Sleep. If you’re not getting enough, chances are you’re making up for it … with calories!
You can blame stress, work, your child care routine … even your smart phone or tablet for keeping you up at night. But experts warn: Too little sleep and you’ll pack on the pounds.
It’s what we should all try for -- about seven to nine hours a night according to the National Sleep Foundation. Yet about 30 percent of us don’t get nearly enough.
Dr Erin Hanlon, University of Chicago Medicine Resercher: “There’s lots of things that happen from sleep loss. Memory disturbances, cognitive dysfunction and most recently we’ve started to learn about the link between sleep loss and appetite and hunger regulation.”
University of Chicago researcher Dr Erin Hanlon says it’s all about hormones, particularly leptin and ghrelin. One tells the brain we’re not hungry; the other promotes appetite. When they’re thrown off balance by lack of sleep, we eat … more than we should and all the wrong foods. Surprisingly, there’s actual science behind the sweet and salty cravings.
Dr Hanlon: “We know from lab studies that if you take healthy, lean young individuals and you can sleep restrict them to about four and a half or four hours a night, we see an increase in not only ratings of hunger and appetite but people are actually consuming more foods.”
Sleep deprivation not only alters hormone levels, it boosts the same system targeted by THC -- the active ingredient in marijuana -- which fuels our desire for food. Even more serious, lack of sleep decreases glucose tolerance and insulin sensitivity, increasing the risk of diabetes.
Dr Hanlon: “We actually think that sleep loss and sleep deficiency is a contributing factor to the epidemic of overweight and obesity.”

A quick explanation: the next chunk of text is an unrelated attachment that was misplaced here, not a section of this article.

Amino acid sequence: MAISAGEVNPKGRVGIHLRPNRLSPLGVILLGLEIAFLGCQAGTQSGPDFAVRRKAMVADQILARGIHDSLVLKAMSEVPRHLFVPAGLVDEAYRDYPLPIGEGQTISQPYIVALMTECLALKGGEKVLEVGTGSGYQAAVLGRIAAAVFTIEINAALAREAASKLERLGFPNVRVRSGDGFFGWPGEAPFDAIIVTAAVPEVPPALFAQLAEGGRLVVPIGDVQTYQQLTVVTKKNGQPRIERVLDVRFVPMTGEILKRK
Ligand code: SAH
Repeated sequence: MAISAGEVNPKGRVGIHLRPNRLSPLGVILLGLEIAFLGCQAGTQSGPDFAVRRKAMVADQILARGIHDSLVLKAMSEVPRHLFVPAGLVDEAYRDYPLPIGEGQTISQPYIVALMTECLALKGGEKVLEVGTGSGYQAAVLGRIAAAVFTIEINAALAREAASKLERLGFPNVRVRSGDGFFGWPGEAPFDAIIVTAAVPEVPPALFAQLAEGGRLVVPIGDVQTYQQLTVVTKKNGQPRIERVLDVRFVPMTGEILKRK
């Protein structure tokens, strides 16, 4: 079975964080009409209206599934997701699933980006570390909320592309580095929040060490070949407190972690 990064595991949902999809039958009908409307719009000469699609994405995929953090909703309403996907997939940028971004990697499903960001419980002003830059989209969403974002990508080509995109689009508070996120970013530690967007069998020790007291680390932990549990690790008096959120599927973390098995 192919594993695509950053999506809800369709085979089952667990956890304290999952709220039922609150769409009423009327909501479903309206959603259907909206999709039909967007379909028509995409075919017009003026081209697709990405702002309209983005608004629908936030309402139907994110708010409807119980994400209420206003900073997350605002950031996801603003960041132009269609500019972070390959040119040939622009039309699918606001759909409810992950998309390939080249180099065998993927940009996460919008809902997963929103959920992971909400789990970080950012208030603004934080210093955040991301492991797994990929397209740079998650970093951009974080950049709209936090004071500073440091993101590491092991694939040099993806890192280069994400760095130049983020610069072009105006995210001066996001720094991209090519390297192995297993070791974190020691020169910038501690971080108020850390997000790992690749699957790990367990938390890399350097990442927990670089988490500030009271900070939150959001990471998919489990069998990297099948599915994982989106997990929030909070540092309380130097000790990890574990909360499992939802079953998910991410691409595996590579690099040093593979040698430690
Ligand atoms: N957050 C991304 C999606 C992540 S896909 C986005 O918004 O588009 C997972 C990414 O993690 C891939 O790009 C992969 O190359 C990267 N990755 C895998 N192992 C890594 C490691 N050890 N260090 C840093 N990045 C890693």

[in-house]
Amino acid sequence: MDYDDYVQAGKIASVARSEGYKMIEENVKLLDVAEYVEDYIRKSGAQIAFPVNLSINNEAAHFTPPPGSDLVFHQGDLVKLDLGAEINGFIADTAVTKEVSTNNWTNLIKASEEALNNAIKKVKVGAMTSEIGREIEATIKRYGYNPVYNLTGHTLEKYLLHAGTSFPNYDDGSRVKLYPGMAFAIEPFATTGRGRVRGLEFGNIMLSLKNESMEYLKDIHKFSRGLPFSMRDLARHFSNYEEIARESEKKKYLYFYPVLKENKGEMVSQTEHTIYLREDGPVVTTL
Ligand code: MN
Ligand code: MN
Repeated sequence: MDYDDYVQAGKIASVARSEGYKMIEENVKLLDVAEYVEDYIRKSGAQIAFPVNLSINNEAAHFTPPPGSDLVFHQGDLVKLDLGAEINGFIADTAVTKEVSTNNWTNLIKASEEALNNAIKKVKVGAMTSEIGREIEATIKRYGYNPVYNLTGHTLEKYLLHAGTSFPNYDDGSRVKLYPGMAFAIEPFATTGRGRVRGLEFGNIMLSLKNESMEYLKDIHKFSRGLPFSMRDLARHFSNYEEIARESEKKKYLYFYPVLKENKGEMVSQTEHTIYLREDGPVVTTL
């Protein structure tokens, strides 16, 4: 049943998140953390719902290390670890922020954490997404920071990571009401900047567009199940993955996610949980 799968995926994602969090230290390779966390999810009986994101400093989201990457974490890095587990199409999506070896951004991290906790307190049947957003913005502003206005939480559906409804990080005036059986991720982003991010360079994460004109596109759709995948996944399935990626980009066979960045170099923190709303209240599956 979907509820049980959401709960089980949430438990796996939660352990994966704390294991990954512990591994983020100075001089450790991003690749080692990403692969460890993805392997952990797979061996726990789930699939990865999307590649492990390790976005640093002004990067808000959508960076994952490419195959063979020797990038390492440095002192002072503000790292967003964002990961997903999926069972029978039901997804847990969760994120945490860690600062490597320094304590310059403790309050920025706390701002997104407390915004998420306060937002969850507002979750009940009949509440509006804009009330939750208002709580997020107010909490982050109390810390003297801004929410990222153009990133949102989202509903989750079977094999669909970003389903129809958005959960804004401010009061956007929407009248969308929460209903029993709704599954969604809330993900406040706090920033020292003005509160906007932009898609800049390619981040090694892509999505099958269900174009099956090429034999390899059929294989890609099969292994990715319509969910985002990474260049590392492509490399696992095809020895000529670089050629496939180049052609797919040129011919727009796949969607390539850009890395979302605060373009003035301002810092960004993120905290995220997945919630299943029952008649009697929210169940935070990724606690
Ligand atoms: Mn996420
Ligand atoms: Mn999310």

Vicki Shanta Retelny, registered dietician: “Are you eating well, exercising and getting enough sleep?”
It’s so critical sleep is one of the first factors registered dietician Vicki Shanta Retelny asks about when counseling clients who need to lose weight.
Vicki Shanta Retelny: “Our brain function, our mental health, our metabolism does work on a certain amount of sleep.”
As you work to regulate your sleep, focus on your nutrition – rid your home of unhealthy snacks.
Vicki Shanta Retelny: “Think about getting the healthier fats. A little whole grain pita, some veggies, cut up cucumbers, cherry tomatoes, snap peas in hummus is a really good idea.”
And if you’re craving something sweet …
Vicki Shanta Retelny: “An ounce or two of dark chocolate is very good for your heart health and overall health because of the antioxidants, so I often ell people instead of reaching for something really sweet, choose dark chocolate.”
But skip the wine. That sleepiness you feel after a glass or two?
Vicki Shanta Retelny: “That is a false sense of tiredness, and in the middle of the night you may wake up or have wakefulness that you would not have experienced if you had not had the drink.”
Fighting back with better nutrition is a key component in warding off weight gain. But it’s important to get to the root of your sleep problems. That’s why researchers and health experts are spreading the word.